George B. Dugan, cashier of the National Bank of Commerce at Dodge City, Ran., was born at Antrim, Ohio, on Oct. 14, 1876, and in 1885 accompanied his parents to Kansas, in which state, therefore, the most of his career has been spent, and to which he is very loyal. William C. Dugan, his father, also was a native of Ohio, where he was born June 20, 1839, in Washington county, to Adam and Mary Dugan. He had little more than attained his majority when the Civil war broke out and with patriotic ardor he promptly enlisted, in 1861, in defense of the Union, serving until 1865. At the battle of Resaca, Ga., he was struck by a gun shot in the right knee, shattering the bone so that the leg had to be amputated. On May 10, 1865, he married Mary Julina Cline of Union county, Ohio. Twenty years later, or in 1885, they removed to Kansas, locating on government land in Clark county and being among the first settlers of that county. He was for four years deputy county treasurer of Clark county; was county treasurer eight years; was mayor of Ashland, the county seat, ten years and built the first two-story house in that town. Politically he was a Republican and took an active part in his party's affairs, having been chairman of the Clark county Republican central committee for a number of years. He united with the Presbyterian church at Mercer, Pa., and for twelve years was an elder of that denomination at Antrim, Ohio, and was also elder in the Presbyterian church at Ashland ten years, and was active in the Sunday school work as teacher and superintendent. In April, 1901, he removed to Colorado Springs, Col., where he died on Jan. 30, 1911, in his seventy-second year. A paper of that city in summing up his life, said of him: "William C. Dugan was a man of the most rigid integrity. As an officer his integrity was never questioned. His life was honest. His religious profession he lived. No love of money ever changed his course. He spoke of his part in the great rebellion with no bitterness and referred to the opposition with no sarcasm. The empty pantaloon leg was testimony of the awfulness of the internecine strife, a protest of war; yet his heart was evidently not embittered. Taps have sounded and a loyal American soldier has answered."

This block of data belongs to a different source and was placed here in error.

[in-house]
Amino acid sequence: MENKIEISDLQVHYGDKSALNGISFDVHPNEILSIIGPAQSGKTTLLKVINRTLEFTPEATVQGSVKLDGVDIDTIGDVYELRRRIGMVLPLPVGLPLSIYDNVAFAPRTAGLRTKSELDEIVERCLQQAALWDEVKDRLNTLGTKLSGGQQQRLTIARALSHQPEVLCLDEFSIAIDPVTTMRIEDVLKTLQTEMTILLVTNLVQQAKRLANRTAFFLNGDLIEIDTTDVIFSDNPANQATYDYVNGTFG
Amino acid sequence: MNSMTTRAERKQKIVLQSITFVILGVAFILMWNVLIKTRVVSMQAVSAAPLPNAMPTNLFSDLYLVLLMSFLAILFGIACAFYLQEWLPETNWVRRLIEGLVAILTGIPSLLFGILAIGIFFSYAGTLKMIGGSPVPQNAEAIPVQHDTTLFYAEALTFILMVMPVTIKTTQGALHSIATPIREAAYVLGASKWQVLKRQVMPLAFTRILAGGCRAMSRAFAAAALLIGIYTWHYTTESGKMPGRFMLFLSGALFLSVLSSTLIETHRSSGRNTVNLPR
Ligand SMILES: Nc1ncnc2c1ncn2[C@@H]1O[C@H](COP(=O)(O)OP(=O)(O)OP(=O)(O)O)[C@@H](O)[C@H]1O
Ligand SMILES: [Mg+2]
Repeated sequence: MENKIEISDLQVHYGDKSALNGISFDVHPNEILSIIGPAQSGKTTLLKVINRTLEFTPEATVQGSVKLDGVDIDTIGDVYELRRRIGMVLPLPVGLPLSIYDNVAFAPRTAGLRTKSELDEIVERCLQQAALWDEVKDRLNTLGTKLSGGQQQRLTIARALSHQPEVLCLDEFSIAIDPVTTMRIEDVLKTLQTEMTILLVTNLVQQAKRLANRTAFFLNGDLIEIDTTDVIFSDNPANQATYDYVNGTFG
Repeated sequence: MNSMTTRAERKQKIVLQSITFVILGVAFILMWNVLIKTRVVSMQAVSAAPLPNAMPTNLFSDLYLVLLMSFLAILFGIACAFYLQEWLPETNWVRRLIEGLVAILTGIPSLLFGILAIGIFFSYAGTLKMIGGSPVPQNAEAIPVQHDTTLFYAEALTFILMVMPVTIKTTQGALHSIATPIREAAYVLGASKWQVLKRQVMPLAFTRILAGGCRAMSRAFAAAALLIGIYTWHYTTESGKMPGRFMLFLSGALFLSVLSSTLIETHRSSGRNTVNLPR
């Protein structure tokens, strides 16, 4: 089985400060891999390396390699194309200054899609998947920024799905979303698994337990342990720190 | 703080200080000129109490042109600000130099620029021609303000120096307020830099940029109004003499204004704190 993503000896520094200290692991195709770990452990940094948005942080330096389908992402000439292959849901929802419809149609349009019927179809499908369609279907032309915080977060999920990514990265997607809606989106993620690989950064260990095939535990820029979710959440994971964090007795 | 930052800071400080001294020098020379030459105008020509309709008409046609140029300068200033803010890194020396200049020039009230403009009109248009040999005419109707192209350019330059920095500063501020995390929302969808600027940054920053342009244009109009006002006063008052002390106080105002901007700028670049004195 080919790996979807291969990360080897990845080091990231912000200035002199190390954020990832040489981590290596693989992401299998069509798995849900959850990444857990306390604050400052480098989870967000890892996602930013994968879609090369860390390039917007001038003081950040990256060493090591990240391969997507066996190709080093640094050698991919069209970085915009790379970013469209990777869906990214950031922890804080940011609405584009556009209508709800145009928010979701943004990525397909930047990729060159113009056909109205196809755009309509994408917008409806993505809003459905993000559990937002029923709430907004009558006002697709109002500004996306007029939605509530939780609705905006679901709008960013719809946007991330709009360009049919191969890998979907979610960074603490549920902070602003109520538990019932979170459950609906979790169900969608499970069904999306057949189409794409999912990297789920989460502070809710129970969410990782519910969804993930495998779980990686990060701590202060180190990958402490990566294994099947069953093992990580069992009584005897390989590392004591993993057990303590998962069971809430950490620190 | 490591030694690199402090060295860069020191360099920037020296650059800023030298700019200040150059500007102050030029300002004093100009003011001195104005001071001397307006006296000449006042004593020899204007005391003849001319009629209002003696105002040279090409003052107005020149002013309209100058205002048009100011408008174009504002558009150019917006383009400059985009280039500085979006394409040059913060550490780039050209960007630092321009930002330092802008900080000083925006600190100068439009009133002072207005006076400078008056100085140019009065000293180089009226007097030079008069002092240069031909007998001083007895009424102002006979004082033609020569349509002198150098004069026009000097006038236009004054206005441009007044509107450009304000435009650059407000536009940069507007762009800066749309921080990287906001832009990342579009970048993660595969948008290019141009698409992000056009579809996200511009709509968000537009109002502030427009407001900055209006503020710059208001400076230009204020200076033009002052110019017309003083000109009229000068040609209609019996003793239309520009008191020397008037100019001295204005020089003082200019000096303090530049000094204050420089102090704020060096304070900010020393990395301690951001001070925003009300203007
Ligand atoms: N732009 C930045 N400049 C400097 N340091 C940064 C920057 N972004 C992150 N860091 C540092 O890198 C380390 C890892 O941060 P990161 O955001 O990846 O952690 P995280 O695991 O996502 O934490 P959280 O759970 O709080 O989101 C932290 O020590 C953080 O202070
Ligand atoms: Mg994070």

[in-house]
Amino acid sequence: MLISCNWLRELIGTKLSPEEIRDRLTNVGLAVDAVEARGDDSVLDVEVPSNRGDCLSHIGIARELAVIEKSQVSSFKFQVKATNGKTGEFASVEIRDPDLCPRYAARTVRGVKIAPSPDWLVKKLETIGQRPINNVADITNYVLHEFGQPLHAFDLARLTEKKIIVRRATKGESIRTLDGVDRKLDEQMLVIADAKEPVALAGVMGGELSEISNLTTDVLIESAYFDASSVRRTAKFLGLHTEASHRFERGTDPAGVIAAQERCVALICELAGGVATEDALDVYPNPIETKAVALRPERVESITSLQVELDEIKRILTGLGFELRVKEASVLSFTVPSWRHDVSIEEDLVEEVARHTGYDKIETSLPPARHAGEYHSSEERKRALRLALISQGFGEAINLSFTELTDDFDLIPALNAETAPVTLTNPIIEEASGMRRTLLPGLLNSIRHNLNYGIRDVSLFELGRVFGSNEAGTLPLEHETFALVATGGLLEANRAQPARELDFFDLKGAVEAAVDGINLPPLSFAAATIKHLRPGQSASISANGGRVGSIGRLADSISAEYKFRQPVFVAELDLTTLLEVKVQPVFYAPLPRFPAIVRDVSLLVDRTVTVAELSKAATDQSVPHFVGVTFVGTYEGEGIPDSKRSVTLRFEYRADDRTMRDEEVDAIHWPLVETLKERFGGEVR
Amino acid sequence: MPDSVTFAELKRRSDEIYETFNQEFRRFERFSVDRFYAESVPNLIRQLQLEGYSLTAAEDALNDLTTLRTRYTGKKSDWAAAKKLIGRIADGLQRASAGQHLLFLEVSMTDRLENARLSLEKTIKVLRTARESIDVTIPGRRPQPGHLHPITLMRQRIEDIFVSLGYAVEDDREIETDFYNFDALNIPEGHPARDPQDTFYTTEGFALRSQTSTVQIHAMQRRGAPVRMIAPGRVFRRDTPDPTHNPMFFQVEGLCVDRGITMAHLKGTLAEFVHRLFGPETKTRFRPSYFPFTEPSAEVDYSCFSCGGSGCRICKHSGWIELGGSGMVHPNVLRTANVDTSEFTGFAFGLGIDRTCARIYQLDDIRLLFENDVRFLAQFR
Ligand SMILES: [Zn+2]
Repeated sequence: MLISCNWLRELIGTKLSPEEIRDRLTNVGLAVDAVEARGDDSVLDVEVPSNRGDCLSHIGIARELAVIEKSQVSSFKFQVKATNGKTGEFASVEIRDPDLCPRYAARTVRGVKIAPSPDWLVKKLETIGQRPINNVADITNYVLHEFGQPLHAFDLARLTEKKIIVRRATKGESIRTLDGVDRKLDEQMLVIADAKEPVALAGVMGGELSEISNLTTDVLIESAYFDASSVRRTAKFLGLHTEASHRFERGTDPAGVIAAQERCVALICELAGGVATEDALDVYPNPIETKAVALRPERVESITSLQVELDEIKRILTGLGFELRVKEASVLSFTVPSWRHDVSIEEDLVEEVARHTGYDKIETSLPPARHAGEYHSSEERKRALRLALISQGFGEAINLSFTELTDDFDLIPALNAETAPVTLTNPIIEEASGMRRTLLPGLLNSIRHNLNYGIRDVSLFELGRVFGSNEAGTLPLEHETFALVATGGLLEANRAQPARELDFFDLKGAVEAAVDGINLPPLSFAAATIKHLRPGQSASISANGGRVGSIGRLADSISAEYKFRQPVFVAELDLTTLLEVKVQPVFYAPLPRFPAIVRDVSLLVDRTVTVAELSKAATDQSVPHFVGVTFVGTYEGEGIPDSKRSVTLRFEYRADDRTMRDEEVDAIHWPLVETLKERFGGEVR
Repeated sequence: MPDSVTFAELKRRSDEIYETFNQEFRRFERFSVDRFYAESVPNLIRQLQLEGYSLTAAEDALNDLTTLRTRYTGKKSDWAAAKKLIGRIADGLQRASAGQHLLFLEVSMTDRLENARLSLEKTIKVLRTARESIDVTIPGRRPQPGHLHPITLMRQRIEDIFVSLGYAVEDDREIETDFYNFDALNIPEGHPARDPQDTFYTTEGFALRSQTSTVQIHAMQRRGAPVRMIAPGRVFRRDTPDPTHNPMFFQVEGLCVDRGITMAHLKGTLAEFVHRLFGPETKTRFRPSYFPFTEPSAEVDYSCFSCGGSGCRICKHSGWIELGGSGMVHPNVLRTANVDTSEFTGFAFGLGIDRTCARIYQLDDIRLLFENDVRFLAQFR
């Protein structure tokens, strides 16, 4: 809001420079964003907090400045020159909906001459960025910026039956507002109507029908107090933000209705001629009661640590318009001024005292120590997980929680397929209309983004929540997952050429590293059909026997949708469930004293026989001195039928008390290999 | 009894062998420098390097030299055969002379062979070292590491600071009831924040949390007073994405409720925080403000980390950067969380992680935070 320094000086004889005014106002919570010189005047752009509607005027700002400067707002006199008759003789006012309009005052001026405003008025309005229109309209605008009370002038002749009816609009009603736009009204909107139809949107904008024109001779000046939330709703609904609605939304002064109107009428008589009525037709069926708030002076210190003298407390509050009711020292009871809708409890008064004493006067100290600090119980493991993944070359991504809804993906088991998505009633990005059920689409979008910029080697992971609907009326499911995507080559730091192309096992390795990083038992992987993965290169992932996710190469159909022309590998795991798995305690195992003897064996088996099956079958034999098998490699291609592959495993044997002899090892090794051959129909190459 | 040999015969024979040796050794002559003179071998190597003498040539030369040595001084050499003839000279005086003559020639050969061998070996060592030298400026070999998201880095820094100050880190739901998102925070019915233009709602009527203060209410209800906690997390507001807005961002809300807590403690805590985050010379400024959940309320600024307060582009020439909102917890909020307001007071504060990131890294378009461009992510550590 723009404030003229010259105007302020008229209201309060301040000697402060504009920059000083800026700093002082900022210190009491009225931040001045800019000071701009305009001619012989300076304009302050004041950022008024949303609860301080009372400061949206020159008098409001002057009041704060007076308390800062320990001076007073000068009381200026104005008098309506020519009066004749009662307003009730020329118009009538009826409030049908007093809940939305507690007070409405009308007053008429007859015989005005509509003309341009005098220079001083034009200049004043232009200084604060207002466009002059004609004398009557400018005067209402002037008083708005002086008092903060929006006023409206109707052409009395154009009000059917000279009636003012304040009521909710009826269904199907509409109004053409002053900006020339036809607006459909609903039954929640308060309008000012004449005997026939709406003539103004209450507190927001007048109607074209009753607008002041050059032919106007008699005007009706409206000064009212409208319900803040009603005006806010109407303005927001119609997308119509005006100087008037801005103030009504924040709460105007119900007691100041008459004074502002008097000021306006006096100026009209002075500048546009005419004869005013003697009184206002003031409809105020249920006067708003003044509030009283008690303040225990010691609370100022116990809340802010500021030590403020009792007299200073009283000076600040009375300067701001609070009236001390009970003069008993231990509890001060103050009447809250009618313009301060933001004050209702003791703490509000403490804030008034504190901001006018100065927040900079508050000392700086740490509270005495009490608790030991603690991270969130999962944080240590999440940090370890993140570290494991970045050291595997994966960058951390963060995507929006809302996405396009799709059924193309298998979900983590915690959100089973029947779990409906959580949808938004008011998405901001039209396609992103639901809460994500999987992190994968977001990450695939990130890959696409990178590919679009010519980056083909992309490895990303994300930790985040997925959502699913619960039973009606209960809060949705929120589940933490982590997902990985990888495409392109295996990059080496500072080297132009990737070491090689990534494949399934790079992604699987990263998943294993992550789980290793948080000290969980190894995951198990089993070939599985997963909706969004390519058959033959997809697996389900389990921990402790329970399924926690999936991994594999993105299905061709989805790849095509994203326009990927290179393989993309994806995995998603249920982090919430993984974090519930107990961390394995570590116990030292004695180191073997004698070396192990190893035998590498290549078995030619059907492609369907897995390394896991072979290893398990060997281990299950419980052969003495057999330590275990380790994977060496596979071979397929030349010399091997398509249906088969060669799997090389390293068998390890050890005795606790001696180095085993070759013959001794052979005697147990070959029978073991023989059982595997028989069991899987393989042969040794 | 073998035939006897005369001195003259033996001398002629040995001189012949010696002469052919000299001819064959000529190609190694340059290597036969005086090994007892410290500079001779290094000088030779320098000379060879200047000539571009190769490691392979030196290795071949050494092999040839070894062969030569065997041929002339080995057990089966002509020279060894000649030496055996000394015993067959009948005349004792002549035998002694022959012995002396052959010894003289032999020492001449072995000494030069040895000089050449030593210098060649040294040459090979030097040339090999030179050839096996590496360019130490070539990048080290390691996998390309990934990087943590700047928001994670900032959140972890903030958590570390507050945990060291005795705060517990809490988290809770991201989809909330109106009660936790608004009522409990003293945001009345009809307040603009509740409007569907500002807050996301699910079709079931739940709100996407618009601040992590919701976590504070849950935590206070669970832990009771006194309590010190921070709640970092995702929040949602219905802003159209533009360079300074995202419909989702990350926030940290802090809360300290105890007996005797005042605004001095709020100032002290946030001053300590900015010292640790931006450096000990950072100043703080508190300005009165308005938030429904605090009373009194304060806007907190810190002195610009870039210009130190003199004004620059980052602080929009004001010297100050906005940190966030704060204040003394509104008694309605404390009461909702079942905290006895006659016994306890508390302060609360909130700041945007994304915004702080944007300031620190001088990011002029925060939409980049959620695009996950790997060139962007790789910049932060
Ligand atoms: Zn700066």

The mother of our subject, Mary Julina (Cline) Dugan, was born on a farm in Union county, Ohio, Sept. 20, 1841. Her father, a native of Ohio but of German descent, was a farmer by occupation and died in his native state in 1850. His widow remarried, her second union being to Charles Brooks, a retired farmer of North Lewisburg, Ohio. Mr. Brooks died at Lincoln, Neb., in 1908, and Mrs. Brooks died at Lincoln, Neb., in 1908. Mary Julia (Cline) Dugan now resides in Colorado Springs, Col. To the parents of our subject were born six children: Ida May, William T., Ira C., George B., Charles R., and Ethel I., all of whom are now living (1911).
George B. Dugan was educated in the public schools of Ashland, Kan., and Colorado Springs, Col. He also took a course at the Gem City Business College, Quincy, Ill. After completing his schooling he was deputy county treasurer of Clark county, Kan., from 1894 to 1897, under his father, and following that was for four years an abstracter and stenographer at Ashland. He then became a land and bonds purchasing agent for George Theis, Jr., a Wichita capitalist, with whom he remained two years. In 1904 he became an auditor and relief officer for C. L. Chandler of Wichita, in which capacity he had to do with the banking interests of Mr. Chandler. Mr. Dugan held that responsible position until 1906, when he became cashier of the National Bank of Commerce of Dodge City, which office he now holds. He is a young man of rare business discernment, large financial experience and executive ability of a high order and most capably and successfully conducts the business now in his charge. He prominently affiliates with the Masonic order as a Knight Templar and as a Noble of the Mystic Shrine and is one of the most worthy and respected young men of Dodge City.Pages 1501-1502 from volume III, part 2 of Kansas: a cyclopedia of state history, embracing events, institutions, industries, counties, cities, towns, prominent persons, etc. ... / with a supplementary volume devoted to selected personal history and reminiscence. Standard Pub. Co. Chicago : 1912. 3 v. in 4. : front., ill., ports.; 28 cm. Vols. I-II edited by Frank W. Blackmar. Transcribed December 2002 by Carolyn Ward. This volume is identified at the Kansas State Historical Society as microfilm LM195. It is a two-part volume 3.
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